Gender Inequality in the Workplace

Caragh Bailey
3 min read
gender inequality in the workplace: Advice from Employment Law Friend

Gender Discrimination and Sexual Discrimination are protected separately in Employment Law.

Gender inequality in the workplace is wrong, but sadly happens often. Below are some examples of gender discrimination in the workplace and sexual discrimination in the workplace. However, to learn more about what behaviours constitute the different types of discrimination, read our main page on discrimination. If you'd like to jump ahead, read our article Discrimination at work: What should you do?

Sexual discrimination in the workplace

You are protected from discrimination in the workplace if you are a man or woman.

For example:
  • Your workplace insists that everyone works regular hours. This may be discrimination against women, who may need a flexible working arrangement for childcare or breastfeeding.
  • A job that you have applied for lists 'good bed-side manner' as a requirement. You did not get the job. The interviewer mentioned that she does not feel men are as 'caring' or 'nurturing' in this context. This may be discrimination against men.
  • There is an unpleasant atmosphere at work, you feel objectified by members of the opposite sex. They have said specific things that you find to be inappropriate, making you feel uncomfortable, distressed or intimidated. This is sexual harassment.
  • You find out that your male colleagues earn more than you. (Click to read about equal pay).

Occupational Requirement: There are limited situations which can require that a job-holder is a man or a woman.
For example, it is reasonable to hire specifically men or women in the following situations:
  • Changing or fitting rooms, some medical roles and other situations regarding privacy or decency.
  • A driving school might hire more female instructors if they have more clients who choose not to be alone with a man for religious reasons.
  • Casting a person of a specific gender in casting for plays or films.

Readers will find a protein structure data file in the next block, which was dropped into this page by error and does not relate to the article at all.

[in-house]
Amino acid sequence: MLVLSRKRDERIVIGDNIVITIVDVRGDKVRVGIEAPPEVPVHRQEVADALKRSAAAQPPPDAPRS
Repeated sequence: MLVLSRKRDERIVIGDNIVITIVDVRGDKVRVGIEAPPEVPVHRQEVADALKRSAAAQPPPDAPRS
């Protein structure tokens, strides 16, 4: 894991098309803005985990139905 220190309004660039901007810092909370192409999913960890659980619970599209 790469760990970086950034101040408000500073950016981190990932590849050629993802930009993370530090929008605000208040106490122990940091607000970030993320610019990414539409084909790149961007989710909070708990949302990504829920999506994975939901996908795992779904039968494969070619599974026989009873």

• Welfare and education services, such as councillors, workers in sheltered housing.

Gender Discrimination in the Workplace

You are protected from gender inequality in the workplace based on your gender reassignment, whether you are planning your reassignment, are transitioning, or have transitioned.
For example:
  • You are not invited to networking opportunities because you are a transgender person (direct discrimination).
  • You are subjected to behaviour which makes you feel uncomfortable, distressed or intimidated, because your colleagues know that your partner is a transgender person (harassment & discrimination by association).
  • You are refused time off of work to go through gender reassignment, (including counselling, surgery and recovery). You do not need to prove that you were treated worse than someone else, just that you would have been allowed to take the time off if you were unwell.

Frequently Asked Questions
If you identify as non-binary and are not transitioning you will need to seek specific advice from your trade union, citizens advice, or ACAS.

Are you facing gender inequality in the workplace?
Sadly sexual discrimination and gender discrimination are all too common. Whether your employer's bias is conscious or not, you can get in contact with us and see how we can help.

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This content is provided free of charge for information purposes only. It does not constitute legal advice and should not be relied on as such. No responsibility for the accuracy and/or correctness of the information and commentary set out in the article, or for any consequences of relying on it, is assumed or accepted by any member of our company. For employment law advice please get in contact and speak to your employment law solicitors.
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Please be advised that we are a UK company and our advice applies to employment law in England and Wales, only.
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